Okay, there's this website called
Maps 'n' Stats, a great source of demographic info for the 50 states and D.C. I particularly like how fine a demographic split they have, so you can see in what states they are breeding like rabbits and in what states they are dying like flies.
For example. Utah. Both Rabbits and Flies. Lots of babies, not so many old people.
So far, so good.
But if we add up all the percentages for Utah's demographics we get 99.2%. In California, the numbers are different, but the sum is also 99.2%. In Texas, the sum is 99.3%.
Hmm.
The website is nice enough to give us the raw numbers, so I plugged the Utah numbers into my spreadsheet to find out why the totals were so far off from 100% and consistently low.
It appears that the nice folks who run maps-n-stats.com never learned about rounding up. All the numbers are simply truncated, so 9.38% is written as 9.3% instead of 9.4%.
Oopsie.
As a grateful educator, I hope the folks from that website fix this bug in the near future. It's so easy to get this right.
5 comments:
So is there an explanation why some of the slots are 5 years wide and others are 10? It makes it hard to really see the distribution.
Not really. I understand splitting the younger ages up into five year blocks, but I'm mystified why it's 55-59 and 60-64 instead 55-64.
I'm making my stat students merge some of the five year blocks together.
What is a good way to combine the five year blocks for the younger ages when there are five of them because how can you combine them two at a time?
Also some of the details will get lost when you make your stat students merge the five year blocks together. Is that a wise thing to do?
Is there any way to just leave them at five years and ten years and still really see the distribution?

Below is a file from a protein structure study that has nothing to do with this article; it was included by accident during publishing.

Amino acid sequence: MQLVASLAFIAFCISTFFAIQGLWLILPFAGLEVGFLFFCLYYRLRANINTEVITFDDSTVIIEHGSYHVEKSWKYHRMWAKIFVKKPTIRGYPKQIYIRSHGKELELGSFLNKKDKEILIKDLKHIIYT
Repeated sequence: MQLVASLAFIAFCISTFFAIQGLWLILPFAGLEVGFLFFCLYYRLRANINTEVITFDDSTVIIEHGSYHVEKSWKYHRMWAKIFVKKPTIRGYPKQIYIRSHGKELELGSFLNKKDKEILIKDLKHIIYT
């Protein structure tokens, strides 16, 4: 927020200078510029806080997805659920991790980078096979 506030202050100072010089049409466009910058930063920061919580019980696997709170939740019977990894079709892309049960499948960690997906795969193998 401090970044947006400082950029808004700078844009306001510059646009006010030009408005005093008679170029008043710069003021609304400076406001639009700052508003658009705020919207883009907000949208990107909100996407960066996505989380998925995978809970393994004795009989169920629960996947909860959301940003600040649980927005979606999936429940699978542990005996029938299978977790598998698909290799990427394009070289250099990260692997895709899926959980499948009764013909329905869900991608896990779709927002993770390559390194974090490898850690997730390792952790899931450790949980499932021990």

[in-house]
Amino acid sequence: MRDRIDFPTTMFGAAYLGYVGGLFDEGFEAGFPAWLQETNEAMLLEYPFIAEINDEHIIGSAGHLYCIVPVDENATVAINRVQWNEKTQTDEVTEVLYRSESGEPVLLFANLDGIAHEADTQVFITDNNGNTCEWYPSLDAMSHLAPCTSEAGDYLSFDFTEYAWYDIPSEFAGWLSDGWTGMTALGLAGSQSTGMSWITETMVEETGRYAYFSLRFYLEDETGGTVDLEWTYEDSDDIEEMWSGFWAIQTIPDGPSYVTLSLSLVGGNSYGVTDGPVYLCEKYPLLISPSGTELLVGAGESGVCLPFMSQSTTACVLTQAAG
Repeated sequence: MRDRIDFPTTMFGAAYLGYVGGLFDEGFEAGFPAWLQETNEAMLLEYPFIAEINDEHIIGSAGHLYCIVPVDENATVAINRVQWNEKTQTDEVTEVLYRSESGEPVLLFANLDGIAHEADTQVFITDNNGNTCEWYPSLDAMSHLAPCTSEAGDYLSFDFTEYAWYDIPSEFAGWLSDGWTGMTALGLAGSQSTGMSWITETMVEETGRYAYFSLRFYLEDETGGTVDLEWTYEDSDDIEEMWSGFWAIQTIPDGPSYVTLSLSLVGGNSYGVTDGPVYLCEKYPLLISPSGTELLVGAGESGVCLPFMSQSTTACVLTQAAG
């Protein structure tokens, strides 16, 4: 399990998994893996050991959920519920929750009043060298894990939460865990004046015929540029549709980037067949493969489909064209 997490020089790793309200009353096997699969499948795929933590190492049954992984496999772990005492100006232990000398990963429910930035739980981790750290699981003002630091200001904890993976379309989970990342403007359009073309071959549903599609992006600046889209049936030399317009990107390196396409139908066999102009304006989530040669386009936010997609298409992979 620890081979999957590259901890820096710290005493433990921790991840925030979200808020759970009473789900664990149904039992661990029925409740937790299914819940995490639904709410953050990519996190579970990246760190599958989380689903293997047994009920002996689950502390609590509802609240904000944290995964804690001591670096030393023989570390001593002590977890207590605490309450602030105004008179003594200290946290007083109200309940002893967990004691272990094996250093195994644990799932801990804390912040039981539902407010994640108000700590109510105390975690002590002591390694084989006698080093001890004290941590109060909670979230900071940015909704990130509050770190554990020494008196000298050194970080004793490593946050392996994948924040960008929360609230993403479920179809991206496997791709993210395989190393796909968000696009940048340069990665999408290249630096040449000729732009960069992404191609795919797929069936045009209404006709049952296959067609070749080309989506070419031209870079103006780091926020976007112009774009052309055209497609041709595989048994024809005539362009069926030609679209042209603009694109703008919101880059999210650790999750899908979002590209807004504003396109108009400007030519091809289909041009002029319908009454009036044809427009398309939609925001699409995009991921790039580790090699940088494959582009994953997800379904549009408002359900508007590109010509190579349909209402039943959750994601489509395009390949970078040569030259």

My idea is to leave 0-4 as a five year block and merge the other five year blocks to make 5-14, 15-24 and 55-64. This means the first bar and the last bar are special cases while the bars in the middle are comparable one to another.
There are those who like to make the area of a rectangle proportional to the percent and make the width of each proportional to the number of years that define a block. I tried to teach the method, but I always ran into horrible resistance. This is probably because I was taught the method by a guy whose pedagogy is weak. One obvious problem is that it makes it look like each year in the block is equal to all the others when we know that isn't true. And most importantly, how wide should the 85+ block be?
I know I haven't seen the optimal way to do this, but I am confident that all the ways I've seen so far leave much to be desired. Something trapezoidal is more likely to be valid, but I wouldn't try to teach it to intro stat students unless there is some brilliantly easy way to put it in Excel. Maybe the last block should decrease logistically, but that's a hard idea added to what should be a easy concept.
The search continues.
I didn't realize it was so complicated. Thanks for 'splainin'. I like your idea of combining two five year blocks to make ten.
And hey, sorry you got stuck with somebody with weak pedagogy teaching you. Rotten luck. Couldn't you just explain this to him?
But can you help me with this? I don't get that for the ten year blocks in the picture from the website, doesn't the picture make it look like each year in the block is equal to all the others in the same block, because the whole block is even, but like you say that isn't really true? So is it really okay to draw any blocks at all, like they did in the website? Please help me out ...
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